6. Try multiple solutions to problems.
Creative ideas are extremely important throughout life when it comes to problem-solving. Whether you work in a creative field, like filmmaking, or you find yourself sitting on a board of a large corporation, you’re going to face tough situations that will require some creative solutions to solve.
Help your kids start practicing and honing this skill while they are young. Practice brainstorming and all the ways you can map out your ideas. Use real-life problems they are having at school or in their lives. Talk them through all the possible outcomes and get creative with all the solutions. Challenge them to think through the pros and cons of various solutions and pick the best outcome.
Problem-solving is a skill that you will use thousands of times in your life. By giving kids a head start in understanding the best ways to do it and some strategies behind it, you will be setting them up for success. It won’t just boost their creativity, but also help them understand the importance of weighing the options and using critical thinking to determine the best route forward.
Give creativity a high level of importance.
Valuing creativity is necessary if you want anyone to put any focus on it in their daily routines. Kids need to see you practicing creativity. Talk to them about your favorite creative outlets. You’d be surprised how interested your kids are in the fun things you are trying. Have you tried a new recipe lately? Did you have a big breakthrough at work? Celebrate your own creative wins with your family to let your kids see how important it is.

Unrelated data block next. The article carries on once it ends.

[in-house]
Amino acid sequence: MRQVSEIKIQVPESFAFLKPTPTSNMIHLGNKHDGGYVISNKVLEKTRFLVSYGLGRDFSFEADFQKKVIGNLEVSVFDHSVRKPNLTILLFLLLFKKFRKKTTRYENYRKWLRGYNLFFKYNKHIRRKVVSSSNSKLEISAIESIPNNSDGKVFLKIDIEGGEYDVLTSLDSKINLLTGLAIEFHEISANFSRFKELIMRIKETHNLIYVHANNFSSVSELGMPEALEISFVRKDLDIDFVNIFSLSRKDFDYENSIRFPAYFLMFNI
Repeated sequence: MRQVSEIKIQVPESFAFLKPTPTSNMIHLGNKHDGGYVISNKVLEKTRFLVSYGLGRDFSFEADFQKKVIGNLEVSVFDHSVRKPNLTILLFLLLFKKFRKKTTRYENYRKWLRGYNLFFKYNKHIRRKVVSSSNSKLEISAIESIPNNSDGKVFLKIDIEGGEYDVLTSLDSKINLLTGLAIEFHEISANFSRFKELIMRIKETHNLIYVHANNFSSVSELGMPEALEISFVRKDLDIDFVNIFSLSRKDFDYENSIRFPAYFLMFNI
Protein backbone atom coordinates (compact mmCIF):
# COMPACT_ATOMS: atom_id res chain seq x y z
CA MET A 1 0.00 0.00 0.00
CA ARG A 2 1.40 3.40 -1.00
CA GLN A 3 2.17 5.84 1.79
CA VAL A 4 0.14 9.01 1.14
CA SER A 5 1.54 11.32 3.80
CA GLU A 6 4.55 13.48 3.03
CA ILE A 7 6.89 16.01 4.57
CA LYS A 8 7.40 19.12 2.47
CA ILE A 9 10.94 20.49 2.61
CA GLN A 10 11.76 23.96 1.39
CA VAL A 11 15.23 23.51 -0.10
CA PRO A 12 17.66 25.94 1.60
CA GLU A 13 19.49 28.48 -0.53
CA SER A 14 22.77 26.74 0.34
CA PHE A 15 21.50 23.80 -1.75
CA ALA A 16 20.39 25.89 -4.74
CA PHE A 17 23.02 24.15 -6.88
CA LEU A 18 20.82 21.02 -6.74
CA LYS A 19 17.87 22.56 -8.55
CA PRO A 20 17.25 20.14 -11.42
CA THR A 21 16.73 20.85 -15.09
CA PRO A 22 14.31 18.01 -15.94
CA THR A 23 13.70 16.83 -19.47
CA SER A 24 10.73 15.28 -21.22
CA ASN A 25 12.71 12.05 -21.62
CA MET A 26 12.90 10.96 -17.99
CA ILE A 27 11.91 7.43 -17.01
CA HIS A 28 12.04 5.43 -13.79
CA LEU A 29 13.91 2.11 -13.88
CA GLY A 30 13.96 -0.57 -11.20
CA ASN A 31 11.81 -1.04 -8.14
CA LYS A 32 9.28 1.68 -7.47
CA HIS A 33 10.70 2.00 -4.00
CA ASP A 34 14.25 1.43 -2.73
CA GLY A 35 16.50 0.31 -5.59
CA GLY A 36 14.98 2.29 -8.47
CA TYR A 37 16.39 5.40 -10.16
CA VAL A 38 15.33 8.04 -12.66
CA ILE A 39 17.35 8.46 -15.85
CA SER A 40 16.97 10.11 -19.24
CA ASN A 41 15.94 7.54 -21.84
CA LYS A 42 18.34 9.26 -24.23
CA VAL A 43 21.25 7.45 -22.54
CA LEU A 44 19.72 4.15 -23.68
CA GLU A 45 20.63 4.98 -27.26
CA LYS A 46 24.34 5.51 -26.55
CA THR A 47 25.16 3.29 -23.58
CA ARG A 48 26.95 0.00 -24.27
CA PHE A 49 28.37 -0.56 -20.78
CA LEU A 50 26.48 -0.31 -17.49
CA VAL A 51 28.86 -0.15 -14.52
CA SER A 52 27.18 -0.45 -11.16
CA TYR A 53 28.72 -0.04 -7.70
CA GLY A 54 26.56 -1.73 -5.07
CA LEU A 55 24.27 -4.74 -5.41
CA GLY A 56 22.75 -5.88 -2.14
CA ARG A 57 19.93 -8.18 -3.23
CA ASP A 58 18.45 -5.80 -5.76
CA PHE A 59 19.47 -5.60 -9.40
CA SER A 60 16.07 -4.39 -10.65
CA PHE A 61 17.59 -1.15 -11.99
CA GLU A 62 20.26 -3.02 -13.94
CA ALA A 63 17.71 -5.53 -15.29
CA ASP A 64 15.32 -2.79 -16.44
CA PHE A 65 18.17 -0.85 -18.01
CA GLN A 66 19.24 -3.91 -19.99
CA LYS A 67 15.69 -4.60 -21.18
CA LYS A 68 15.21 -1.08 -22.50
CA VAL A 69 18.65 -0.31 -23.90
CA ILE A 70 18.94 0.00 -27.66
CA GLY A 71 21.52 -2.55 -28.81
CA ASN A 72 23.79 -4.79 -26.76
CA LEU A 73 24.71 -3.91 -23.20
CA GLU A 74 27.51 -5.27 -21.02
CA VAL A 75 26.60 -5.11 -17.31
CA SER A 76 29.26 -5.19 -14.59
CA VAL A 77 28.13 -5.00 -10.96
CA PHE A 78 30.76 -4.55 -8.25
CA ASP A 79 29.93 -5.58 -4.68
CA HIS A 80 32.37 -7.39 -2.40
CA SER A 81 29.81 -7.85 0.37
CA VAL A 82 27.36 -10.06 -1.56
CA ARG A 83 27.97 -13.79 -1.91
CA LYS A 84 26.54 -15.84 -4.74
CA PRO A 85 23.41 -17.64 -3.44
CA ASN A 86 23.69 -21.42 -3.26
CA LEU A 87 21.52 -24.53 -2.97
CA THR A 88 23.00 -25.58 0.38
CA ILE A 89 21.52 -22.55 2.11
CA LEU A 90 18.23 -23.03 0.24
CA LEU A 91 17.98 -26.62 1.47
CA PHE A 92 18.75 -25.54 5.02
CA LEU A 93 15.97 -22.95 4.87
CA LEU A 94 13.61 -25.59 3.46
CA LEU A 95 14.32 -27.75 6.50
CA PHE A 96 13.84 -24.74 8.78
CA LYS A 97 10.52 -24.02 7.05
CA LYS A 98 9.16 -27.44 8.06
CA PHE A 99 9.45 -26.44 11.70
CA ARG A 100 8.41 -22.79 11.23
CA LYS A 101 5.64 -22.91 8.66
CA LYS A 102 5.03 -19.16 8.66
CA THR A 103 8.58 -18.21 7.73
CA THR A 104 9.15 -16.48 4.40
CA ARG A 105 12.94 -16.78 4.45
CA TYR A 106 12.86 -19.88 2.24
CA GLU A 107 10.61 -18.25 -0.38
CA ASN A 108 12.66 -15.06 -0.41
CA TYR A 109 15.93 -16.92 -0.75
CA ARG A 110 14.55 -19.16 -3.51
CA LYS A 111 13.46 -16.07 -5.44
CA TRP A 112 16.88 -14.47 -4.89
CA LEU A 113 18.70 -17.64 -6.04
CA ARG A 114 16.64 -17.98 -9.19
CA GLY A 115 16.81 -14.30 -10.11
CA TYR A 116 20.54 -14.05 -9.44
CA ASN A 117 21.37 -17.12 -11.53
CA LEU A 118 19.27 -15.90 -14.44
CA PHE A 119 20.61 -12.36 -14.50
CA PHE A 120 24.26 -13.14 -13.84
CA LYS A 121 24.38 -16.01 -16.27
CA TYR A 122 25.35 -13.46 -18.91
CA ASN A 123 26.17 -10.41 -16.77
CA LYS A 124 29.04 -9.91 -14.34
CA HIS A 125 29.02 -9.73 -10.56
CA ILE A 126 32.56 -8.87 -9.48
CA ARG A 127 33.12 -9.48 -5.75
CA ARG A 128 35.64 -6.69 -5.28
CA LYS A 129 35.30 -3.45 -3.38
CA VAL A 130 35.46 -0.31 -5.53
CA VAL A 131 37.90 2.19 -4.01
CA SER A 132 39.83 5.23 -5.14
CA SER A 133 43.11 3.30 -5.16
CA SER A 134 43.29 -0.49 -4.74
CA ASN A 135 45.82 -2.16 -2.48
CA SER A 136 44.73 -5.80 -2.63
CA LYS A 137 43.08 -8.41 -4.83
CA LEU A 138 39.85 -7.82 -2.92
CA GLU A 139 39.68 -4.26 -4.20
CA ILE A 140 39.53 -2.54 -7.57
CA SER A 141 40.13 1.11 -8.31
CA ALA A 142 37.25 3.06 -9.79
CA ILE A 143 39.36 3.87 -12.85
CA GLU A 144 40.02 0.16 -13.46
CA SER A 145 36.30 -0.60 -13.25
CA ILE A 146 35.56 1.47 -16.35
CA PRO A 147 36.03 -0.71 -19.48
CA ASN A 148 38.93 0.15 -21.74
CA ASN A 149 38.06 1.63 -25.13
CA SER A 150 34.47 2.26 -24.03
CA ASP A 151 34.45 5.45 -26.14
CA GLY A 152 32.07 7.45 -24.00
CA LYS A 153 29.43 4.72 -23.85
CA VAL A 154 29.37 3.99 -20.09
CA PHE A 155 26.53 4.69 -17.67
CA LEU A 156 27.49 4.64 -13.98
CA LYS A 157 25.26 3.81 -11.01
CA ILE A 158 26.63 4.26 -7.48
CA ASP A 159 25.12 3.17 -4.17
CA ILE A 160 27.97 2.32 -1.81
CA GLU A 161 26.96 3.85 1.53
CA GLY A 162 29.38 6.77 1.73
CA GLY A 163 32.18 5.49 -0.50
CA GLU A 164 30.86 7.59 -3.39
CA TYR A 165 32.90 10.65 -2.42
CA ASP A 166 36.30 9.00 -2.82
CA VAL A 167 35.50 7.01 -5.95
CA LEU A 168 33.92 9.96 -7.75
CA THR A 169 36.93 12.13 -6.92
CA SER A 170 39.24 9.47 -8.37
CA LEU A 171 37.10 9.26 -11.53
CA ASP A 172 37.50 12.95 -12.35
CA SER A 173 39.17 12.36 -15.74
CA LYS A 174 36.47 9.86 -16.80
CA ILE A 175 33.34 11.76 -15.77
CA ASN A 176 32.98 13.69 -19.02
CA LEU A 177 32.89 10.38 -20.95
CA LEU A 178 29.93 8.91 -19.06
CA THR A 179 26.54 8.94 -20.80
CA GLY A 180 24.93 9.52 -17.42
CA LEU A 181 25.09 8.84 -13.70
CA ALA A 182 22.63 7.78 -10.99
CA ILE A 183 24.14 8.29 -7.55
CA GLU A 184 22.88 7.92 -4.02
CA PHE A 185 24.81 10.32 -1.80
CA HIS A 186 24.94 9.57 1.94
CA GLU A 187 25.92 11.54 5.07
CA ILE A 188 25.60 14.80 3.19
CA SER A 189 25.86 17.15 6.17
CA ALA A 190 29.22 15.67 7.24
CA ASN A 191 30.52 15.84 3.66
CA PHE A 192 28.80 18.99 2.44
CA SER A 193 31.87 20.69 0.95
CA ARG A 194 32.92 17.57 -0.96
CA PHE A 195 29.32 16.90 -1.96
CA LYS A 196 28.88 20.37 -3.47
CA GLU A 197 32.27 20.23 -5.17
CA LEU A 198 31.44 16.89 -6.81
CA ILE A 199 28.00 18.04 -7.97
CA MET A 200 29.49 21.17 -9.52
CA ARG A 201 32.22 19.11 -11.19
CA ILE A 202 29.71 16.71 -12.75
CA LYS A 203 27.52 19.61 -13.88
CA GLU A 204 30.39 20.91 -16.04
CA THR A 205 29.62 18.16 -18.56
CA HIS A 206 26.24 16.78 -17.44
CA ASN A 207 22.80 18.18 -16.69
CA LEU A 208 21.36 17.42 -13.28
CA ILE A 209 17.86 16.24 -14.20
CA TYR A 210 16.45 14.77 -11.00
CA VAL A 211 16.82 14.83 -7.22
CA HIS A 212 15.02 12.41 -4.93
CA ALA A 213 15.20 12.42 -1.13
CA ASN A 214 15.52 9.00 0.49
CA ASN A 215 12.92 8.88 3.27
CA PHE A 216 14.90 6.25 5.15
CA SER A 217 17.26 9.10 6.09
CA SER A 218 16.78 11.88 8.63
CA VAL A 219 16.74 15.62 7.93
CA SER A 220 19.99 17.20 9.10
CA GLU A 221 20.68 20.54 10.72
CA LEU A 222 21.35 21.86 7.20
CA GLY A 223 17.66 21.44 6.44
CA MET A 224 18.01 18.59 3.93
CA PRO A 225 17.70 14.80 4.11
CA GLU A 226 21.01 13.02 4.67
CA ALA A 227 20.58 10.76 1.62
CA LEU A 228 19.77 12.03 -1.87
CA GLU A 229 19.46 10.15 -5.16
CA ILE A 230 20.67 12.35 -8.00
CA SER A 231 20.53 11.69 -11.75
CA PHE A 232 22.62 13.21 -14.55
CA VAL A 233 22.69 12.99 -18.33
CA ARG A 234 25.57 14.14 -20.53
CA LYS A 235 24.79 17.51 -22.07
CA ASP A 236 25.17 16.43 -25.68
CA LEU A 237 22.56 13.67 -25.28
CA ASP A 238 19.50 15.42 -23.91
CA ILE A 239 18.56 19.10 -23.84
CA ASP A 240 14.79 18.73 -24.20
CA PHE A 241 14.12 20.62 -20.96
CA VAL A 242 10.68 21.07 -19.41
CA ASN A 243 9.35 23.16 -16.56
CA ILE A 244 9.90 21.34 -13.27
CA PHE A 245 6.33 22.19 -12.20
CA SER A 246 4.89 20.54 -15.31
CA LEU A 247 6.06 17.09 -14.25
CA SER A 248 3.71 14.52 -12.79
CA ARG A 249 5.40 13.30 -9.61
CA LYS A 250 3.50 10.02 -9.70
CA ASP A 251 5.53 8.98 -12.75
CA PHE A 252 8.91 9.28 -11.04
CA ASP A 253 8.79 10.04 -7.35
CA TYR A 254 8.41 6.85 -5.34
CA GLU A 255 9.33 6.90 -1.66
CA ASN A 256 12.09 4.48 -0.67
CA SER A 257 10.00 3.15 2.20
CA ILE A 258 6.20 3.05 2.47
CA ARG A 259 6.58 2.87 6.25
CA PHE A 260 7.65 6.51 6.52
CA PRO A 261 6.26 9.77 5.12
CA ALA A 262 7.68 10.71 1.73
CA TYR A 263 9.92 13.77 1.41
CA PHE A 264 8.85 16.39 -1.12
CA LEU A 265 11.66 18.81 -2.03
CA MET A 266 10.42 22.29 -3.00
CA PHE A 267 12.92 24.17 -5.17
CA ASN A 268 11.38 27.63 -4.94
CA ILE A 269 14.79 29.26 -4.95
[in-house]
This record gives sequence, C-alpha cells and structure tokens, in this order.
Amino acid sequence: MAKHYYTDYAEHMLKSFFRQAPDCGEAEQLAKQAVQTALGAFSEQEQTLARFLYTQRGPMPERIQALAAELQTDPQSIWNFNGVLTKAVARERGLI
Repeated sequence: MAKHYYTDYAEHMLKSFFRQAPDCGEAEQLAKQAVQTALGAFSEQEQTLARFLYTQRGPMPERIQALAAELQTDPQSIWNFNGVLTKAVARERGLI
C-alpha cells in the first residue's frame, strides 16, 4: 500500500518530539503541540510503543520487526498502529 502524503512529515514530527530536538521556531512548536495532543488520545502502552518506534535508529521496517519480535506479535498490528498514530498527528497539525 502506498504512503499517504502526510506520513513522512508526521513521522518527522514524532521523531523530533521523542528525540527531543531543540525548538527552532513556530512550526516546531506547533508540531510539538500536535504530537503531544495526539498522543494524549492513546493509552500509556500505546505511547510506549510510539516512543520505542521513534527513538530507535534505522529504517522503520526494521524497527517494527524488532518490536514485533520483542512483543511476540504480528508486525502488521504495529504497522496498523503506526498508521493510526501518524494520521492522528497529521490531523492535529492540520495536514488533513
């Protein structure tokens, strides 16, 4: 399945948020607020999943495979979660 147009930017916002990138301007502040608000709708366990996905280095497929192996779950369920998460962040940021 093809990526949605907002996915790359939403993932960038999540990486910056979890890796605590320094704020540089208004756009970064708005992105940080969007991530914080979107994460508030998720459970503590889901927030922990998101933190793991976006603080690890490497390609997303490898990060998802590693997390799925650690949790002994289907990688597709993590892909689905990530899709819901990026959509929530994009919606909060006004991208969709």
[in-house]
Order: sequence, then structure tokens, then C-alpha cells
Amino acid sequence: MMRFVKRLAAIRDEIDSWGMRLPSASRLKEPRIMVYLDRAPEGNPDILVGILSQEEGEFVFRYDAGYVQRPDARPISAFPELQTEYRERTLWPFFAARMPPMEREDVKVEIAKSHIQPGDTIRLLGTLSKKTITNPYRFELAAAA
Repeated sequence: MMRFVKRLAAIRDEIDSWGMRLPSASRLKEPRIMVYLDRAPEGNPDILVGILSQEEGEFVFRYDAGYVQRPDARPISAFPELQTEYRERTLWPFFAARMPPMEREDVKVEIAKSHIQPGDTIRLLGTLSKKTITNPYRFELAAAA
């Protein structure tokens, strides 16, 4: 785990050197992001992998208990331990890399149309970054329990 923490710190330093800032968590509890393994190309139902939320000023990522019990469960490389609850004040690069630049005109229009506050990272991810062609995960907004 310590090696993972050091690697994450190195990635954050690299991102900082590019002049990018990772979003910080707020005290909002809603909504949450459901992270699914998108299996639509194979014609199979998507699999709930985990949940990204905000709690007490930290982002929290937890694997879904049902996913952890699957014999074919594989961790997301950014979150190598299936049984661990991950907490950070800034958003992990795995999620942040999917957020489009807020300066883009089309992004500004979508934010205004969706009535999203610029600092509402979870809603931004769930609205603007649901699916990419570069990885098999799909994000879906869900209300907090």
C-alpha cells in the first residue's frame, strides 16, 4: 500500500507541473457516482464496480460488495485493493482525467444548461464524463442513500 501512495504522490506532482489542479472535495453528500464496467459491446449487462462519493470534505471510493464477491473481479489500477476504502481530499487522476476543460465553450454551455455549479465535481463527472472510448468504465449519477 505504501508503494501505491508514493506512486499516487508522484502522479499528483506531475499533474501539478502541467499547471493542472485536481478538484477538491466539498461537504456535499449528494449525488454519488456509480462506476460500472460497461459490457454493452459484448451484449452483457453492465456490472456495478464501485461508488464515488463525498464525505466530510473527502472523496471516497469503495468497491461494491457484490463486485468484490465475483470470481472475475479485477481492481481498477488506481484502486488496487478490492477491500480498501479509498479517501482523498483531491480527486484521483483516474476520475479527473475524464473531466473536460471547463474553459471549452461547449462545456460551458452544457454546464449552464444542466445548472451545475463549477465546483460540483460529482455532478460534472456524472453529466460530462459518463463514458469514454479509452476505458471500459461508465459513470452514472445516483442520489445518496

If you haven’t done anything creative in recent months, try something new. Watch some YouTube videos and learn how to draw your favorite cartoon character. Pick up your old guitar and see how much you remember. Grab a coloring book and enjoy the soothing practice of filling in the lines.
Celebrate creativity in as many ways as possible as a family and your kids will learn to make it second nature. Participate in things together, and encourage one another. Display works of art, and attend shows and concerts. Cheer each other on in this endeavor, just as you would if you were watching a sports event.
12 Activities That Promote Creativity in Kids
To help you get started celebrating creativity as a family, here are a few types of activities that you can start putting some effort into. Read through these suggestions and pick a few to get started on right away. You’ll probably be pleasantly surprised to find out that you already do many of these, but get inspired to add a few more to your routine.